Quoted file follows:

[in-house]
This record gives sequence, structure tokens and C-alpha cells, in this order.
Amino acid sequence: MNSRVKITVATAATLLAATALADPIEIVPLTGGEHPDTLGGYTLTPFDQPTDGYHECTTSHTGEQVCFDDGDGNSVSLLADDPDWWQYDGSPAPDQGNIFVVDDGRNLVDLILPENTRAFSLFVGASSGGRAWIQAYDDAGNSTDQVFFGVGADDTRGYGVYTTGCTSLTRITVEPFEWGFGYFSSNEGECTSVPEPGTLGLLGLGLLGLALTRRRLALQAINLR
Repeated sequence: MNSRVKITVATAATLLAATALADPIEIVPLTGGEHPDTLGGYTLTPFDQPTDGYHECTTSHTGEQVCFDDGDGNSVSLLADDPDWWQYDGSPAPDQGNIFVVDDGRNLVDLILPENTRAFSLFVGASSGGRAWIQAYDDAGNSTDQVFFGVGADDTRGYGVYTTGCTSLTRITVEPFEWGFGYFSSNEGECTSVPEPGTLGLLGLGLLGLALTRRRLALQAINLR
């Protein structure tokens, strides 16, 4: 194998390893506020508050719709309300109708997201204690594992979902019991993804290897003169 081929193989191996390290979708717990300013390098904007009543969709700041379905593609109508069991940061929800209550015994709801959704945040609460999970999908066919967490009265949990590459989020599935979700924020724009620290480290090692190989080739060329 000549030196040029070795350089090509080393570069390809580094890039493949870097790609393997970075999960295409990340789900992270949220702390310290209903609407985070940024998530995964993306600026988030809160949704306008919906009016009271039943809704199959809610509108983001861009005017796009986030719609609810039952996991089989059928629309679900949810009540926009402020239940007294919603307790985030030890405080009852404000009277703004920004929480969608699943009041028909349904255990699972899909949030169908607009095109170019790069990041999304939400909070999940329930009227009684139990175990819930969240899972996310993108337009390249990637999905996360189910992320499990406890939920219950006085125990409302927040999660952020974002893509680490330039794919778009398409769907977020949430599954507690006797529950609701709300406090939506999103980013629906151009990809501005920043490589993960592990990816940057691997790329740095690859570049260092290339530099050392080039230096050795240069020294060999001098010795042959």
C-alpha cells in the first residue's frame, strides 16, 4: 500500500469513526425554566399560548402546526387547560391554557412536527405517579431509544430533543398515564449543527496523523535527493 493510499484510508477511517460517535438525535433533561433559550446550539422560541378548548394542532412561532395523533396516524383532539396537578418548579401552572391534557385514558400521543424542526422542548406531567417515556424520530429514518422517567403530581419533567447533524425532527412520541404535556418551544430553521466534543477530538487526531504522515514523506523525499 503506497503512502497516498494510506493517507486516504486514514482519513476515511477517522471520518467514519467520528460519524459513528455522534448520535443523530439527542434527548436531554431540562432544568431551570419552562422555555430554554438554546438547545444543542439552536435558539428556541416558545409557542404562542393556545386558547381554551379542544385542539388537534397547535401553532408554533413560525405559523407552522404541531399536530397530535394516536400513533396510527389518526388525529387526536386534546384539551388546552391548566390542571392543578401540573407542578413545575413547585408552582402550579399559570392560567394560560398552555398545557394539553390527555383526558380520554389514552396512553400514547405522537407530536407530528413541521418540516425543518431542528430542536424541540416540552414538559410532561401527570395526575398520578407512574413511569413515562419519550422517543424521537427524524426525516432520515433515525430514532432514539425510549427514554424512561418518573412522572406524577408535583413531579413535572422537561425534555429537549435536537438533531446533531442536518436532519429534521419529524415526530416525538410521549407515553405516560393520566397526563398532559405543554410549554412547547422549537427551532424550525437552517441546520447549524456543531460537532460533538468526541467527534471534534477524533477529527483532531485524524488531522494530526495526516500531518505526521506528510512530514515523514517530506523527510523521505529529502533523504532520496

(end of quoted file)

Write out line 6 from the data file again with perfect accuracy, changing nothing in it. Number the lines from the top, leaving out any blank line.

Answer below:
C-alpha cells in the first residue's frame, strides 16, 4: 500500500469513526425554566399560548402546526387547560391554557412536527405517579431509544430533543398515564449543527496523523535527493 493510499484510508477511517460517535438525535433533561433559550446550539422560541378548548394542532412561532395523533396516524383532539396537578418548579401552572391534557385514558400521543424542526422542548406531567417515556424520530429514518422517567403530581419533567447533524425532527412520541404535556418551544430553521466534543477530538487526531504522515514523506523525499 503506497503512502497516498494510506493517507486516504486514514482519513476515511477517522471520518467514519467520528460519524459513528455522534448520535443523530439527542434527548436531554431540562432544568431551570419552562422555555430554554438554546438547545444543542439552536435558539428556541416558545409557542404562542393556545386558547381554551379542544385542539388537534397547535401553532408554533413560525405559523407552522404541531399536530397530535394516536400513533396510527389518526388525529387526536386534546384539551388546552391548566390542571392543578401540573407542578413545575413547585408552582402550579399559570392560567394560560398552555398545557394539553390527555383526558380520554389514552396512553400514547405522537407530536407530528413541521418540516425543518431542528430542536424541540416540552414538559410532561401527570395526575398520578407512574413511569413515562419519550422517543424521537427524524426525516432520515433515525430514532432514539425510549427514554424512561418518573412522572406524577408535583413531579413535572422537561425534555429537549435536537438533531446533531442536518436532519429534521419529524415526530416525538410521549407515553405516560393520566397526563398532559405543554410549554412547547422549537427551532424550525437552517441546520447549524456543531460537532460533538468526541467527534471534534477524533477529527483532531485524524488531522494530526495526516500531518505526521506528510512530514515523514517530506523527510523521505529529502533523504532520496